European countries have been cracking down on Silicon Valley, and now Amazon faces a double barrel of regulatory blasts from Germany and Britain.
The e-commerce giant has been in the crosshairs of European regulators for years. Now, coming out of the July 4 weekend, Amazon has a host of new headaches to deal with.
Britain’s Competition and Markets Authority, the country’s antitrust watchdog, opened an investigation this week into whether Amazon is taking anti-competitive measures that affect sellers on its marketplace and could result in worse deals for its customers.
“It’s right that we carefully investigate whether Amazon is using third-party data to give an unfair boost to its own retail business and whether it favors sellers who use its logistics and delivery services – both of which could weaken competition,” Sarah Cardell, general counsel at the CMA, said in a statement.
An Amazon spokesperson told Reuters that the company would assist the CMA with its investigation.
But the Britain isn’t the only part of Europe where Amazon is having regulatory trouble.
Germany Watching Amazon Closely
Germany’s Federal Cartel Office on Wednesday said that Amazon’s position is of outstanding, cross-market importance for competition, meaning that the company needs to be reviewed more closely to prevent any anti-competitive behavior.
The FCO also said it considers Amazon to be dominant in its marketplace services for third-party merchants.
“This means that the classic abuse control, which is applicable in parallel and on the basis of which we are currently already conducting proceedings against Amazon, also applies here,” it said.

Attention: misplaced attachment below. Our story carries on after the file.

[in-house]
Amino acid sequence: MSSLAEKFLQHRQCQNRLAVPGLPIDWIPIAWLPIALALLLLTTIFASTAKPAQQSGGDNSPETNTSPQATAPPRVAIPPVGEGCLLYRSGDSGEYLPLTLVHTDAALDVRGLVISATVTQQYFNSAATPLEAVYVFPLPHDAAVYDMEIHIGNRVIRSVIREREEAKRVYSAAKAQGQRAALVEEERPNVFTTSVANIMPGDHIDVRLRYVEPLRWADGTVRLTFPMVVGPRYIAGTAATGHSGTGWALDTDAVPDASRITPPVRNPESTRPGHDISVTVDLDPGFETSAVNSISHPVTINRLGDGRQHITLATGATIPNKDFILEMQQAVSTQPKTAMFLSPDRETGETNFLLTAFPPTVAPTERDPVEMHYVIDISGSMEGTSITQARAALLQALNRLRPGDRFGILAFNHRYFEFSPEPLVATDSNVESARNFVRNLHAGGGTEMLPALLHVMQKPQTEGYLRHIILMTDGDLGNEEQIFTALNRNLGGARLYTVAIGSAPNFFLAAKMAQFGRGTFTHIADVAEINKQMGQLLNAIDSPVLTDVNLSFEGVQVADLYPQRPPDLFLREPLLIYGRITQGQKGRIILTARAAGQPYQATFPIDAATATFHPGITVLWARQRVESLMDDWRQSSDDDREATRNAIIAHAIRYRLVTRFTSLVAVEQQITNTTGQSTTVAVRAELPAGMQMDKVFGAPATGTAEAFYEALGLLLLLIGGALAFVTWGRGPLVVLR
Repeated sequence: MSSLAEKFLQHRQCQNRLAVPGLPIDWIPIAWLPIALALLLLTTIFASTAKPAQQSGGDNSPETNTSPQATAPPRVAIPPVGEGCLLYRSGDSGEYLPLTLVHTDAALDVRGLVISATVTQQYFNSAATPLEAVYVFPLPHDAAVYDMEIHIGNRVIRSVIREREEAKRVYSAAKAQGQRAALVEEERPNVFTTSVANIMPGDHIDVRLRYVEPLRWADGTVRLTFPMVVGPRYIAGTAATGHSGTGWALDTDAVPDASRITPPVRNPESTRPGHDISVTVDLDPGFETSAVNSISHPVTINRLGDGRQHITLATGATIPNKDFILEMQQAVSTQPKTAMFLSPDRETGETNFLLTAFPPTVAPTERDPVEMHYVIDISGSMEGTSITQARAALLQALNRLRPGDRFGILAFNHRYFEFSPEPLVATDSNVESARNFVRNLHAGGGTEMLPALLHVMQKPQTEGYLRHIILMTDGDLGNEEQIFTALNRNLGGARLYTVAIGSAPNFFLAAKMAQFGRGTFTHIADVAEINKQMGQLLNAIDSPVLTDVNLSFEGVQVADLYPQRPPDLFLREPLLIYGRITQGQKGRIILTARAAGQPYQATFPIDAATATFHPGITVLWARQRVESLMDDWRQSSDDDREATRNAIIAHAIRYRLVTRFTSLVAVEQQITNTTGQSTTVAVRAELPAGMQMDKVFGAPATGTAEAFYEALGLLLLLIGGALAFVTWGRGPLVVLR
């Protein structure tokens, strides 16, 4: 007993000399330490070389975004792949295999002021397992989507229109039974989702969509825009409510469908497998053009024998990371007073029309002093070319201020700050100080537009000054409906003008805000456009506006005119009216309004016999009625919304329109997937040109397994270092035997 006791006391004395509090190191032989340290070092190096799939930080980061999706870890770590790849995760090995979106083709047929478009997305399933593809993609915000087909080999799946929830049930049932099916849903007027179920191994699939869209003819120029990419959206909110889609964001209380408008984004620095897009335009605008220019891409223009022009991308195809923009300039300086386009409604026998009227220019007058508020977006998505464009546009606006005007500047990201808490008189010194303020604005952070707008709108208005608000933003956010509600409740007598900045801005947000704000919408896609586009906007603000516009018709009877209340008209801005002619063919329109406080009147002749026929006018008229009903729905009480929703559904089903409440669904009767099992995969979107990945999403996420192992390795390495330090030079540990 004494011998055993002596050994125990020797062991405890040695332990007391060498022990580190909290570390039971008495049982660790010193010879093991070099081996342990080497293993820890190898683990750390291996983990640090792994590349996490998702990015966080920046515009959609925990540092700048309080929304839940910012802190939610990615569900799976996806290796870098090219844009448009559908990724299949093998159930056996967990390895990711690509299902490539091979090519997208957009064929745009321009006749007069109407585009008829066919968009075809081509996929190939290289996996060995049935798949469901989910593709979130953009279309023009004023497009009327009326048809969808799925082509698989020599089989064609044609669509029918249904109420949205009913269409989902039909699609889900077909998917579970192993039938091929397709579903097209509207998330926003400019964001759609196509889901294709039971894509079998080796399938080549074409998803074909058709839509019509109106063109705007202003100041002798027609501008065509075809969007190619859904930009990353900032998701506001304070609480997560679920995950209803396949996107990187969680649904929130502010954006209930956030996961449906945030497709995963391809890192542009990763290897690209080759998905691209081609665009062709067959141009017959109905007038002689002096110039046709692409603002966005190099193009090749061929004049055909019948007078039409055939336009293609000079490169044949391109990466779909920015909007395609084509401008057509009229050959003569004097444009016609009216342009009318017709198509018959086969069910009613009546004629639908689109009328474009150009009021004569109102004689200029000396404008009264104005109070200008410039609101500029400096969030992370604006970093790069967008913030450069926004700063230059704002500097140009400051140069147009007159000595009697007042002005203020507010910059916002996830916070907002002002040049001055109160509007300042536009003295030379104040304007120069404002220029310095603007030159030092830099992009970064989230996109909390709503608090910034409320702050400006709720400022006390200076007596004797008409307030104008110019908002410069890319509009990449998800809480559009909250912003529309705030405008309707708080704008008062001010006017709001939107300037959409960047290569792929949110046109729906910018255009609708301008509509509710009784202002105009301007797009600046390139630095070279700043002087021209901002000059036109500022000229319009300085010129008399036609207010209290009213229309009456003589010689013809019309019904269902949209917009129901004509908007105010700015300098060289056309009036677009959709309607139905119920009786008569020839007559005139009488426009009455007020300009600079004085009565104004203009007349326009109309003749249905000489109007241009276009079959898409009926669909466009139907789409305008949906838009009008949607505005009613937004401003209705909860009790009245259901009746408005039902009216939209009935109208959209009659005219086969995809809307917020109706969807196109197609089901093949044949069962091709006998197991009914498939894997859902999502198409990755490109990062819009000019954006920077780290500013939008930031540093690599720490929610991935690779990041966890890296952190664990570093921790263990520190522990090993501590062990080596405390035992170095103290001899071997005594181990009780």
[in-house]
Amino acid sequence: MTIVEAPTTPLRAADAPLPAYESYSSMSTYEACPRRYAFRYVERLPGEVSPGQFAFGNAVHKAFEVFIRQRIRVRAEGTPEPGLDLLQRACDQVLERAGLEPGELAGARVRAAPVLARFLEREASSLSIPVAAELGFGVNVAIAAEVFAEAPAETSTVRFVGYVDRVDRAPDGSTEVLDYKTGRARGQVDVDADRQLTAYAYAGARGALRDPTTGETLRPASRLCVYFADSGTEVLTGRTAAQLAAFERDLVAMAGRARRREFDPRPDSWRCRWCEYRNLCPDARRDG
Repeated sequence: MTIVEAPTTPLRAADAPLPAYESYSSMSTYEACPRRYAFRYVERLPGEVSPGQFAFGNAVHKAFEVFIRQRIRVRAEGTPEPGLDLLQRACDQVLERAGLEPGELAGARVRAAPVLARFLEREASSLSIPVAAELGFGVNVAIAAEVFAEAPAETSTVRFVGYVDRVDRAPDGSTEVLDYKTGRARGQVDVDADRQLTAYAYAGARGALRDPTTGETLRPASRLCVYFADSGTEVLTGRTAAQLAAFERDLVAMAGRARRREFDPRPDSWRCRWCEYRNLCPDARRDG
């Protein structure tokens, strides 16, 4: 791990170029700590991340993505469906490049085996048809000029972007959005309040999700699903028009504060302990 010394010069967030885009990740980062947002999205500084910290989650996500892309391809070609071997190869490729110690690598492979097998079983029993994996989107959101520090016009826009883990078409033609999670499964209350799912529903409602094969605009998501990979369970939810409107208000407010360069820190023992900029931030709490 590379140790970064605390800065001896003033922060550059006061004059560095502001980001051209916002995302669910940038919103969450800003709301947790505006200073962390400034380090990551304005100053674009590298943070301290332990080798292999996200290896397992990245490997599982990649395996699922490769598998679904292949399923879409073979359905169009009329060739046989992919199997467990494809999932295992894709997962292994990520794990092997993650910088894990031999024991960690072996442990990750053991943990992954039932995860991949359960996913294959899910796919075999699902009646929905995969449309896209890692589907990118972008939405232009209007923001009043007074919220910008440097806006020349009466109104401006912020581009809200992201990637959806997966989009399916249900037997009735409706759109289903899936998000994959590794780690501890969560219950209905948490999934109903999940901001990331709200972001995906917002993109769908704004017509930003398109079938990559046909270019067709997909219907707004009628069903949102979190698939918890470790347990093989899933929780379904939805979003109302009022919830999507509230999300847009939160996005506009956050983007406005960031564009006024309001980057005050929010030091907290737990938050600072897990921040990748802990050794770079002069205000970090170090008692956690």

Last year, Germany changed antitrust laws for digital corporations and gave the Cartel Office more power to monitor and regulate the dominant positions of some companies.
Amazon told Reuters that its market position in German e-commerce represents on 15% of the market.
Europe Takes Aim at Silicone Valley
Alphabet’s Google unit is still fighting a $1.6 billion (1.49 billion euro) European Union fine imposed by EU antitrust regulators from three years ago. The EU charged Google with hindering online search advertising from rivals.
That fine is just one of three actions the EU has taken against the internet giant, totaling $8.8 billion (8.25 billion euro).
In 2021, the company lost its court fight against a $2.8 billion (2.42 billion euro) fine after EU regulators ruled in 2017 that Google had pushed its own shopping services on its platforms. The company contested the ruling, leading to a years-long review process.
But those fines pale in comparison to the $5 billion (4.34 billion euro) fine that the EU levied against Google in 2018 that the company is still fighting.
Meanwhile back in the U.K., the CMA said that it is investigating whether Microsoft’s (MSFT) – Get Microsoft Corporation Report $75 billion bid for videogame maker Activision (ATVI) – Get Activision Blizzard Inc Report would reduce competition in Britain.
In a statement to the Wall Street Journal, Microsoft said that the company would cooperate with the investigation while assuring that the merger would be beneficial to both videogame players as well as the videogame industry.